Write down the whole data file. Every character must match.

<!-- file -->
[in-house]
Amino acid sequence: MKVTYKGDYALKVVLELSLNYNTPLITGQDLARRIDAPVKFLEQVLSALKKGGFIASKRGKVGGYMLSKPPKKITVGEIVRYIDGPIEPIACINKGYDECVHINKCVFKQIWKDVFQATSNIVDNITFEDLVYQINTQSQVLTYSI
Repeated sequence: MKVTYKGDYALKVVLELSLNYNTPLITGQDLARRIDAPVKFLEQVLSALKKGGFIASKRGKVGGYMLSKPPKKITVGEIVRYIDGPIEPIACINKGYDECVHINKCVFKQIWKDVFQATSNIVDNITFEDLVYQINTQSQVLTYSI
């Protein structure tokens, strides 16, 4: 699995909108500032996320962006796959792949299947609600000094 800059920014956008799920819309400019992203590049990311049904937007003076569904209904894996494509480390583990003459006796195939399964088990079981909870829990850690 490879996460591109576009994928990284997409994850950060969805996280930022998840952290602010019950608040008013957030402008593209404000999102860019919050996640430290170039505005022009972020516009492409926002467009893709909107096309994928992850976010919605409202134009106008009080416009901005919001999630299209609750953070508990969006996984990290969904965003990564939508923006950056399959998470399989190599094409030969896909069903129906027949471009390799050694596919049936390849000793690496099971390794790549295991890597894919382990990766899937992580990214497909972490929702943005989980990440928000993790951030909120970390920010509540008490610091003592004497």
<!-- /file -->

[in-house]
Amino acid sequence: MKVTYKGDYALKVVLELSLNYNTPLITGQDLARRIDAPVKFLEQVLSALKKGGFIASKRGKVGGYMLSKPPKKITVGEIVRYIDGPIEPIACINKGYDECVHINKCVFKQIWKDVFQATSNIVDNITFEDLVYQINTQSQVLTYSI
Repeated sequence: MKVTYKGDYALKVVLELSLNYNTPLITGQDLARRIDAPVKFLEQVLSALKKGGFIASKRGKVGGYMLSKPPKKITVGEIVRYIDGPIEPIACINKGYDECVHINKCVFKQIWKDVFQATSNIVDNITFEDLVYQINTQSQVLTYSI
């Protein structure tokens, strides 16, 4: 699995909108500032996320962006796959792949299947609600000094 800059920014956008799920819309400019992203590049990311049904937007003076569904209904894996494509480390583990003459006796195939399964088990079981909870829990850690 490879996460591109576009994928990284997409994850950060969805996280930022998840952290602010019950608040008013957030402008593209404000999102860019919050996640430290170039505005022009972020516009492409926002467009893709909107096309994928992850976010919605409202134009106008009080416009901005919001999630299209609750953070508990969006996984990290969904965003990564939508923006950056399959998470399989190599094409030969896909069903129906027949471009390799050694596919049936390849000793690496099971390794790549295991890597894919382990990766899937992580990214497909972490929702943005989980990440928000993790951030909120970390920010509540008490610091003592004497």